Few people regret having cosmetic surgery, though many regret not doing so. If you want, a good surgeon can change your appearance. But beware. Such an operation requires that you be well motivated or you could be unhappy with the result.
Face-lift – removes major wrinkles and lifts sagging skin.
Blepharoplasty – removes sagging skin that makes the eyes look puffy, raises drooping eyelids or reshapes eyebrows.
Cheek or chin augmentation – inserts moulded implants to reshape chin or cheekbones. Otoplasty – takes back protruding ears.
Double chin reduction – removes the sag of fat and loose skin under the chin.
Chin reduction – removes bone and cartilage to reshape the chin.
Lip augmentation – reshapes the lips, using fat cells to make them fuller.
Rhinoplasty – reshapes, smoothes out or straightens the nose.
Choosing A SURGEON
You’ll have to bear quite a lot of discomfort and may be somewhat depressed until the
effects become apparent. It’s important that you have the operation for the right reasons
and not because a critical partner pressures you into having surgery.
If you have serious psychological problems, cosmetic surgery isn’t going to put them right.
If a relationship is disintegrating or a marriage falling apart, plastic surgery isn’t going to
remedy the situation. On the other hand, if you’ve suffered severe psychological stress
because of your appearance, cosmetic surgery can have long-term benefits that will affect all
aspects of your life. Nowadays, a good reason for having surgery may simply be that your
body looks older than you feel. You need seek no further justification.
After cosmetic surgery, people are often more at ease with themselves and feel more
self-assured. That alone makes you look better. First step is to find a good cosmetic surgeon with whom you get on well. Don’t be afraid to shop around. Here are some tips to help you find one:
- Get a sound recommendation from a doctor or a good friend.
- As a rule, don’t follow up an advertisement in a newspaper or magazine. Advertising is against the ethical code of doctors in the UK.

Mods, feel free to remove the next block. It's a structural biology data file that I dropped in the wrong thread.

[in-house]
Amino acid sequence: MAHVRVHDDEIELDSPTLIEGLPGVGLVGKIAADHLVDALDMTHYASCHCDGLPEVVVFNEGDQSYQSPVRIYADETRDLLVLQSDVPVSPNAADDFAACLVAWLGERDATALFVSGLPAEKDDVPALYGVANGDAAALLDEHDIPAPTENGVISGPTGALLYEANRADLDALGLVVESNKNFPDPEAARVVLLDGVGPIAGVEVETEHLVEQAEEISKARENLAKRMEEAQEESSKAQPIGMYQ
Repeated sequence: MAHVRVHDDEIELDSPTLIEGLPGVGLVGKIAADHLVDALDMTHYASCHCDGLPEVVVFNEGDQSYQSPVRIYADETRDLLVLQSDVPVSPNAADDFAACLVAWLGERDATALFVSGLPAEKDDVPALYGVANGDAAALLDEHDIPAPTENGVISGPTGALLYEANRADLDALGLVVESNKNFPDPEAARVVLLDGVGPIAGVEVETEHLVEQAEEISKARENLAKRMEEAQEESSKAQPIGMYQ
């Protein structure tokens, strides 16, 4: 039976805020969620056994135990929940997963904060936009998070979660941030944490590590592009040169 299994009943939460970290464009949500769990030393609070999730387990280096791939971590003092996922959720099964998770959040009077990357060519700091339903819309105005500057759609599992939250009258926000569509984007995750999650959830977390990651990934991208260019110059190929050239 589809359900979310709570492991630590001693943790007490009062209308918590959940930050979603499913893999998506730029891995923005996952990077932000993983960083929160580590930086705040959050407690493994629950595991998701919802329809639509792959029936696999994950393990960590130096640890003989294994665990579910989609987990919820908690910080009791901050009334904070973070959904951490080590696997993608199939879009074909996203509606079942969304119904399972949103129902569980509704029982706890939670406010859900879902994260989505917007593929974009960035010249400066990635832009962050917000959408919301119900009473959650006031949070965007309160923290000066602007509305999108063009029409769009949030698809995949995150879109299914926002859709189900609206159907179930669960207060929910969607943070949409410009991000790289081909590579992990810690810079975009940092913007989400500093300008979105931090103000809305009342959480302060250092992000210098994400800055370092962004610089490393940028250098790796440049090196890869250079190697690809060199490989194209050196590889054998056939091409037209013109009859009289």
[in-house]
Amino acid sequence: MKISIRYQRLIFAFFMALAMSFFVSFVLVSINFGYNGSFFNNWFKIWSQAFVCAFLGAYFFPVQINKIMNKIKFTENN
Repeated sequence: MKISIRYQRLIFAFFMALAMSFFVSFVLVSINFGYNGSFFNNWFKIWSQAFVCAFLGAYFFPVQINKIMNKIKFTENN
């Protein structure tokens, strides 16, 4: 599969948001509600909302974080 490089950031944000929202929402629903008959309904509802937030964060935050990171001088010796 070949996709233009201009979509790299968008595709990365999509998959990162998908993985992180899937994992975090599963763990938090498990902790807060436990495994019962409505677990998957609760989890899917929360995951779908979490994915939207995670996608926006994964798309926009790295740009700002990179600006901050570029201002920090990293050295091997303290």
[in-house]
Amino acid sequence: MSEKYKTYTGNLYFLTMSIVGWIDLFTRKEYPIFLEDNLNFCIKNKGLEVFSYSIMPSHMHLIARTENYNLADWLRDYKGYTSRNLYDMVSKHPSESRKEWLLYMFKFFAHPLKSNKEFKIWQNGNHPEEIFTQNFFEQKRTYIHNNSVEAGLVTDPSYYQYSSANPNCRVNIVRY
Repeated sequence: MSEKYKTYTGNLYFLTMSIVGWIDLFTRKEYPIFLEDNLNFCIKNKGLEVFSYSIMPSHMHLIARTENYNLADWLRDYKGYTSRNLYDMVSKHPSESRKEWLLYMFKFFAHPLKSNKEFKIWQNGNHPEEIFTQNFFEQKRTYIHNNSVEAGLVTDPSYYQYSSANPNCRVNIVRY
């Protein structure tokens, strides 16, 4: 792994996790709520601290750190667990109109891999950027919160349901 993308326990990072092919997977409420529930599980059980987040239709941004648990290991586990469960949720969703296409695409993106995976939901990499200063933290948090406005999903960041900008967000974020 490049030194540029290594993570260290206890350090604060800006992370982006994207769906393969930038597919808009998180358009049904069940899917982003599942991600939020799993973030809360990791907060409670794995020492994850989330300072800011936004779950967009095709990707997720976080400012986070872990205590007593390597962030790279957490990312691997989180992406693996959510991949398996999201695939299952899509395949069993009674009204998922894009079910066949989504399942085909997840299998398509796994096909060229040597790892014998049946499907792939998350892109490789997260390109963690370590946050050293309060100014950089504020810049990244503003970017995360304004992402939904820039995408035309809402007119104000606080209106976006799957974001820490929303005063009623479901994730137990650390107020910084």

- A surgeon who is trustworthy will advise you on which operation will give you the best results. Be suspicious of a surgeon who agrees to perform exactly the operation you request without giving you a professional opinion as to what you actually need.
- No good surgeon will give you a 100 percent guarantee of success. He should take time to explain in detail exactly what the operation involves and what can be achieved, and give a realistic estimate of the chances of success. Be sceptical about a surgeon who’s not realistic.
- Only entrust yourself to a surgeon if you get on with him or her from the beginning. If you don’t like the surgeon at your first visit, you re unlikely to later.
Removing The Signs of Age
Cosmetic surgeons say that typical face-lift patients are not vain, rich women with nothing better to do with their money, but energetic, active people who are less interested in hiding their age than in looking as youthful as they feel. These patients think that an obviously ageing face erodes self-confidence and may even cause panic. A typical question such a patient should ask herself is “Why should I go on looking like this when every other part of me feels young?”
Many women in their 40s and 50s are not ready to resign themselves to being thought of as ageing. They feel that growing older would be easier to bear if they could avoid looking old in the process. Furthermore, they often feel it is unjust that they should start to show signs of deterioration when they are just beginning to reach intellectual and emotional maturity. Consequently, when fine lines, winkles and sags appear on their faces, they decide to fight back.
A woman having a face-lift does not want friends and relatives to gasp with surprise at their first sight of her afterwards. She would prefer a natural look, an almost indefinable improvement in her appearance. For this reason, a totally smooth skin is not the desired outcome. If the skin is overstretched, a false oriental look around the eyes may rob the face of much of its expressive quality. The best advertisement for a good cosmetic surgeon is a patient who looks naturally young for her age, not one whose smooth skin seems artificial.
At some point, matters reach a crisis the patient may resort to psychotherapy, for example, because of her problems with self- confidence. indecisiveness and inability to enjoy sex. She may find it impossible to relax with people because of her consciousness that she is not looking attractive. Very often there is not so much an intense desire to have the offending
feature improved as a continual feeling of depression caused by the knowledge that she is not looking good. It is not unreasonable to expect many of these feelings to diminish sharply. If not to disappear, once the deformity has been corrected by cosmetic surgery.
The same feelings, of course, may arise from a flaw so trivial that scarcely anyone else is aware of it. Even in these cases, cosmetic surgery can bring about a dramatic psychological improvement – although it is always possible that the patient’s own feeling that her appearance has been altered for the better may vanish when no change in other people’s
reactions to her is apparent. The inner quality that makes some people attractive is something no surgeon can give, and it is not necessarily linked with having beautiful features.